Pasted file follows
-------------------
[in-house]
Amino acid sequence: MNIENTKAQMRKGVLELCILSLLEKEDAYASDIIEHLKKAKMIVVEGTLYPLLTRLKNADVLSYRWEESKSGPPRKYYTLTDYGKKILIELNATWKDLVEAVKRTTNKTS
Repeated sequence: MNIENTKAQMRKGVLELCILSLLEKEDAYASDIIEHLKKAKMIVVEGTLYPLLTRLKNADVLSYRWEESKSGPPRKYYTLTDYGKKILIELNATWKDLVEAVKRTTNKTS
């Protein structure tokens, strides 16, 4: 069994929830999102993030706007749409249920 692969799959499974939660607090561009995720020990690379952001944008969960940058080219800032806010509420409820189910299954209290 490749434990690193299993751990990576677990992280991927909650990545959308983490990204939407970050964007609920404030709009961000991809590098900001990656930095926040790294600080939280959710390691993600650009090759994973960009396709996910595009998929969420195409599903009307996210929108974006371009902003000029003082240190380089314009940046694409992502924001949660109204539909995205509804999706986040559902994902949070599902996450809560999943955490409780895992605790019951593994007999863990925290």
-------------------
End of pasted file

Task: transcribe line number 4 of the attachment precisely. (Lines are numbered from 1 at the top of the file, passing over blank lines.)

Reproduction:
């Protein structure tokens, strides 16, 4: 069994929830999102993030706007749409249920 692969799959499974939660607090561009995720020990690379952001944008969960940058080219800032806010509420409820189910299954209290 490749434990690193299993751990990576677990992280991927909650990545959308983490990204939407970050964007609920404030709009961000991809590098900001990656930095926040790294600080939280959710390691993600650009090759994973960009396709996910595009998929969420195409599903009307996210929108974006371009902003000029003082240190380089314009940046694409992502924001949660109204539909995205509804999706986040559902994902949070599902996450809560999943955490409780895992605790019951593994007999863990925290």